Tonewise, the Mini beats the snot out of rest of the similarly priced, small-body “travel” guitars that I have played. It doesn’t have the full harmonic capability of a standard size Grand Symphony or dreadnaught, but there’s enough there to be quite satisfying. The bass doesn’t rumble, but there’s more than enough to offer the drive that other little travel-style guitars lack. The mids are quite pleasant, not at all nasal or harsh, and the high end is clear and present. The Mini is not just a tool that you compromise on because you need to travel with something. It’s a guitar you can pick up and get lost with, because it does offer that broad, viable sonic palette.
Just about the first thing I do with any guitar I get my hands on is drop to DADGAD, and the GS Mini handles that drop just fine. It came with Elixir Mediums for strings, so you’ve got plenty enough oomph for DADGAD. C-tunings are a little floppy sounding, but doable.
Optional Pickup System
The ES-Go is a magnetic soundhole stacked humbucker pickup specifically designed for the GS Mini. The directions say all you need is a screwdriver to install it, and there are only about five steps to the install, none of them rocket science. The instruction manual has clear photos illustrating each step, with well-written directions that—gasp!—make sense. The pickup adds about $99 to the price of the Mini, and if you are planning on doing more than just pickin’ around a campfire or in your hotel room on those long, dull business trips, it’s a great addition.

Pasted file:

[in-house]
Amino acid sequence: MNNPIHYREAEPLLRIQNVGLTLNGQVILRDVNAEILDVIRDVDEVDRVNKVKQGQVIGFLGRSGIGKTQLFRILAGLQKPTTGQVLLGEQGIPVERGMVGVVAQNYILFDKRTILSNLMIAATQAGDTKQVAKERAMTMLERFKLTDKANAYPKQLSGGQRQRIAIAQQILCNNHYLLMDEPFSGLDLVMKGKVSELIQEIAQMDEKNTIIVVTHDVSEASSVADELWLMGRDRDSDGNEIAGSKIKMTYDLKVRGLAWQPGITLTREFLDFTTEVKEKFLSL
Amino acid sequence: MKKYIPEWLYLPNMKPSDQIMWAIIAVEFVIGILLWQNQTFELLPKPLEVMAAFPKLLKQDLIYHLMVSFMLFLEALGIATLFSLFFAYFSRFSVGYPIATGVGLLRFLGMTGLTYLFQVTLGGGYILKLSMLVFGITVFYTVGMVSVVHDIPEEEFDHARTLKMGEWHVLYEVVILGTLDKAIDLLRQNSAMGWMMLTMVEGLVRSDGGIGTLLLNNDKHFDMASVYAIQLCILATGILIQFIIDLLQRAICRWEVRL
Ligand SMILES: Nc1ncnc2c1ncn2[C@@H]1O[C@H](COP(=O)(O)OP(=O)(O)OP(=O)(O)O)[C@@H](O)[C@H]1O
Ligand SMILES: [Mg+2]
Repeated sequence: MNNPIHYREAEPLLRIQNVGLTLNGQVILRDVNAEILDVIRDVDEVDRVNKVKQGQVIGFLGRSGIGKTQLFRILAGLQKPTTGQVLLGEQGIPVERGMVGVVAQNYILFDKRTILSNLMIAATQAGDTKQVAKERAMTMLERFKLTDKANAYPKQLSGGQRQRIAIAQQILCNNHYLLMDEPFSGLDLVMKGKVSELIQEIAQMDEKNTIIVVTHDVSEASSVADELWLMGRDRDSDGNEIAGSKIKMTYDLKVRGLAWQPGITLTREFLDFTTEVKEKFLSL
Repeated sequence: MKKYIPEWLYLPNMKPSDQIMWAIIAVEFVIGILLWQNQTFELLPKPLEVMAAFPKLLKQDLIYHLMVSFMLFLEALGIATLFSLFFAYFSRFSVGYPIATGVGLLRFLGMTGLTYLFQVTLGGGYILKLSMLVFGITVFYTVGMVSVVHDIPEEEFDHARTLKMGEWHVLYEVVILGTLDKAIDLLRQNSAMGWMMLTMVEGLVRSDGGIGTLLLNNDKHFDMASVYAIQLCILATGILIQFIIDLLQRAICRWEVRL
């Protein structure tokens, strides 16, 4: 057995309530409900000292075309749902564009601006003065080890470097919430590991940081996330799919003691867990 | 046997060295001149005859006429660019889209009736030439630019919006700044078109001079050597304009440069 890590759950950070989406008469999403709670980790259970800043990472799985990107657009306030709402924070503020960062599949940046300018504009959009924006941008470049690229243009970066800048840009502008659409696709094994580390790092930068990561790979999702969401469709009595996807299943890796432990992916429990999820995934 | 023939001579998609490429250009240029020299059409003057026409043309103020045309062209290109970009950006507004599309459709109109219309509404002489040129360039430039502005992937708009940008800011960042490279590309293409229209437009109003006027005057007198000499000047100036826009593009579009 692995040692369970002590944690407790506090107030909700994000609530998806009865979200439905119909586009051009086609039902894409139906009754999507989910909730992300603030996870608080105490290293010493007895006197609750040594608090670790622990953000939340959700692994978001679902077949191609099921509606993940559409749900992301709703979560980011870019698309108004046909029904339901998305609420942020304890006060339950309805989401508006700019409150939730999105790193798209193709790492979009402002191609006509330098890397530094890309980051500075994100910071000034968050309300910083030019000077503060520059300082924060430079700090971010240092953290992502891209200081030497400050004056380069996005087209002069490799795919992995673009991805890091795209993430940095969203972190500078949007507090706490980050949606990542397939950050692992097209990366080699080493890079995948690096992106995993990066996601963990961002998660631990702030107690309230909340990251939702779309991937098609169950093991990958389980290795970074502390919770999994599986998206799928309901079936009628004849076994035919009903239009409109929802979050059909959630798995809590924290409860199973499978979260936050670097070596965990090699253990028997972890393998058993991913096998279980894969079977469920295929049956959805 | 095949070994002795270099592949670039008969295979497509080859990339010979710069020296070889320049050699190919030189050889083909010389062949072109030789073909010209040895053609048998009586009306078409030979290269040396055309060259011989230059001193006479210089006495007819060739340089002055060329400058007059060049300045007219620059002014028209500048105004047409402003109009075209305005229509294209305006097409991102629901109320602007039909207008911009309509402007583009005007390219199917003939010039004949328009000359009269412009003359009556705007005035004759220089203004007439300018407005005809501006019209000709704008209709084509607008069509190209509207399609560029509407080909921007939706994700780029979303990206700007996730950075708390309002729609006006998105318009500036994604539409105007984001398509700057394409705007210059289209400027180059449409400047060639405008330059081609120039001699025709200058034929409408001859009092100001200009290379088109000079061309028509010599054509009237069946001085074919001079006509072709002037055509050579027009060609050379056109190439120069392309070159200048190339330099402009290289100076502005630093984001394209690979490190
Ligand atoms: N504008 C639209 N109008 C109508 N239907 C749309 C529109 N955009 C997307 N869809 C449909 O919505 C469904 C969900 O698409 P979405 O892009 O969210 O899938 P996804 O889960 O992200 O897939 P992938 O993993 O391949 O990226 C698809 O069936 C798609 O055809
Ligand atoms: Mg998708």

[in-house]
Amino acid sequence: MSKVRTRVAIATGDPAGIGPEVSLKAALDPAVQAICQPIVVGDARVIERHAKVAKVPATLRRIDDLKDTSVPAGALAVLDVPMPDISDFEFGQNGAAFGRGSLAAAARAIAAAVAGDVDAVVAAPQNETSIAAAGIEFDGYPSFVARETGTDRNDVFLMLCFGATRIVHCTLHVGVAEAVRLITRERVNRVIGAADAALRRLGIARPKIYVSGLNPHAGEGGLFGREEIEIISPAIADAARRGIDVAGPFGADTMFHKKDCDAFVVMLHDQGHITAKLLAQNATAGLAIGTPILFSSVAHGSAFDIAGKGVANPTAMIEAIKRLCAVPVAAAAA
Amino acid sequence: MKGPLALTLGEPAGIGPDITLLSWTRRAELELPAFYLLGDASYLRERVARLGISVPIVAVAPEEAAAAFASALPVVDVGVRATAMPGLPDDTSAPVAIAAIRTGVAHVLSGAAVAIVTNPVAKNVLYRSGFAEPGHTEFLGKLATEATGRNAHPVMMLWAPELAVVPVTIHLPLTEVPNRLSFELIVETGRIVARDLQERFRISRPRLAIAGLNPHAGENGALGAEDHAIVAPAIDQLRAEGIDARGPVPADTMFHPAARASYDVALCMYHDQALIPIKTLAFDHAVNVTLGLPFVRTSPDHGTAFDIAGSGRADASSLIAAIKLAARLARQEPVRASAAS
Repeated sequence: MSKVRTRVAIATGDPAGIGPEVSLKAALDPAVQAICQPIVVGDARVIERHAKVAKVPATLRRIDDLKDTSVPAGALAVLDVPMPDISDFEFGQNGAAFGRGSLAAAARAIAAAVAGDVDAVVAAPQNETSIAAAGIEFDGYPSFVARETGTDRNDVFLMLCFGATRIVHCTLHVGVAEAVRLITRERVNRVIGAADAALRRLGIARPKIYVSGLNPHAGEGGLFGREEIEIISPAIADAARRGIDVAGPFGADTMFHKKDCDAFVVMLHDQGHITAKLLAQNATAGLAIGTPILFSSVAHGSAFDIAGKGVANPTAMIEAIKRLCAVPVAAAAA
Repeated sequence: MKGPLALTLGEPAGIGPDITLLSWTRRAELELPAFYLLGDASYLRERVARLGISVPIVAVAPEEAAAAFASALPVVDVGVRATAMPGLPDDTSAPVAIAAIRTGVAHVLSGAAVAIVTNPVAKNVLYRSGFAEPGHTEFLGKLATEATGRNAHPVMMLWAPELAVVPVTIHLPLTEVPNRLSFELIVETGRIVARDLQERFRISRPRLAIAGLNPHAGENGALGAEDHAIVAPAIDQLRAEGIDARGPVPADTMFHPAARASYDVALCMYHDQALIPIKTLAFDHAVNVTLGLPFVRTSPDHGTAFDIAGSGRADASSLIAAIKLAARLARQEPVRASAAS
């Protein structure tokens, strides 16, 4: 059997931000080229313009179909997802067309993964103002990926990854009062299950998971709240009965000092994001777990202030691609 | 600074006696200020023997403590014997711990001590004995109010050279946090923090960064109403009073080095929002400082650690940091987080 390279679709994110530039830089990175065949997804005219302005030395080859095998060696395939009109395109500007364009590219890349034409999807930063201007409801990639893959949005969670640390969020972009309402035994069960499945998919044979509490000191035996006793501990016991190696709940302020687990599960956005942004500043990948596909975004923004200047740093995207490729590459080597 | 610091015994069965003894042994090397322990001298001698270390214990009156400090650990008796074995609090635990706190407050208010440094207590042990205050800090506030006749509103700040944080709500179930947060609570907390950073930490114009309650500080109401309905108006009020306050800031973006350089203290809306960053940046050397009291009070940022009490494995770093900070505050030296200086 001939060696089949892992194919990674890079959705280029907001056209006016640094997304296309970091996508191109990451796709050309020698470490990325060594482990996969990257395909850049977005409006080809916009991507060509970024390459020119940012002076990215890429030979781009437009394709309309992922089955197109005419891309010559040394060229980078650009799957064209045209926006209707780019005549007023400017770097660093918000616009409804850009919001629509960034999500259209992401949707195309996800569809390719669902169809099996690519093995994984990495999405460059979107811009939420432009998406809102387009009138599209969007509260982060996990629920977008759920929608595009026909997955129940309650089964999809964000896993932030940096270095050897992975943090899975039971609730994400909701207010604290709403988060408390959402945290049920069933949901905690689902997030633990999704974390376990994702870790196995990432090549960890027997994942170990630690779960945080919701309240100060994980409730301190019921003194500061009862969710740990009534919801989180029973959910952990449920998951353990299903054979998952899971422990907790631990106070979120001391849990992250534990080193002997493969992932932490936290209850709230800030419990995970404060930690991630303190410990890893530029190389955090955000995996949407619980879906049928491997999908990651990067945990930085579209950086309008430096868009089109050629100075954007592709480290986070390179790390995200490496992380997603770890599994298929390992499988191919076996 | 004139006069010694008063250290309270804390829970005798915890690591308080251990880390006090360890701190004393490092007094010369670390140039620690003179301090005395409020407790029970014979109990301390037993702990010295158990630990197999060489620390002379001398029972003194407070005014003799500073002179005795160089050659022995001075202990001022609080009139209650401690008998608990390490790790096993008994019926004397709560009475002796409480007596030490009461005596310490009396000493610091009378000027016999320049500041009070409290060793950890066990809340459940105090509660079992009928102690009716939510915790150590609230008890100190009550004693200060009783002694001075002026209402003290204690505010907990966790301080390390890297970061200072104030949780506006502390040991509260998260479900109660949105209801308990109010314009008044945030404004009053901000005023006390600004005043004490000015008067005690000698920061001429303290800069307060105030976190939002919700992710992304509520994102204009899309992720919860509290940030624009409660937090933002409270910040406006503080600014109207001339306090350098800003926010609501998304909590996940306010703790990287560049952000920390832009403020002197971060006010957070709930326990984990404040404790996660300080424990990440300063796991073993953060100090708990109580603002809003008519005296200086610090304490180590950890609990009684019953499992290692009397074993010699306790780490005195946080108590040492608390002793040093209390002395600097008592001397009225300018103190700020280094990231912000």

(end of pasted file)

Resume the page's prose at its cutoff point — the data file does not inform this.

The ES-Go pickup installed
Plugged in to a discreet, interior soundhole clip, the ES-Go sounds pretty realistic, and I didn’t have to do much EQing to get a pleasantly guitary sound. The mids are warm and not nasal at all, which was a nice surprise. I tweaked the Presence up a bit on my Baggs Core 1 amp, because the pickup sounded a little lack-luster, and that seemed to do the trick. The signal is about as hot as a passive pickup, and I was able to crank up the volume pretty far without feedback. I wouldn’t hesitate to gig with this guitar in a coffeehouse or small, friendly bar, but too much crowd noise will bury you. That’s true of a lot of passive pickups, though, so that’s not really much of a knock. Taylor released their V-Cable, a cable with a volume pot at the plug, at the same time as the GS Mini, as an option to boost the volume on the guitar.
The Final Mojo
Taylor may be famous for their action and playability, but with ground-breaking innovations coming one after another (the Baby, the NT neck, the Expression System, the Baritone 8-String, the Mini), Taylor is turning out to be excitement central in the acoustic guitar world. The GS Mini certainly meets the criteria for an affordable, great playing, great sounding guitar that could become the “new Parlor” guitar for the 21st century. I can’t imagine this guitar not taking the world by storm.
you need an affordable, great playing, great sounding little buddy to take with you everywhere you can imagine going.
if you have no use for portability, ever.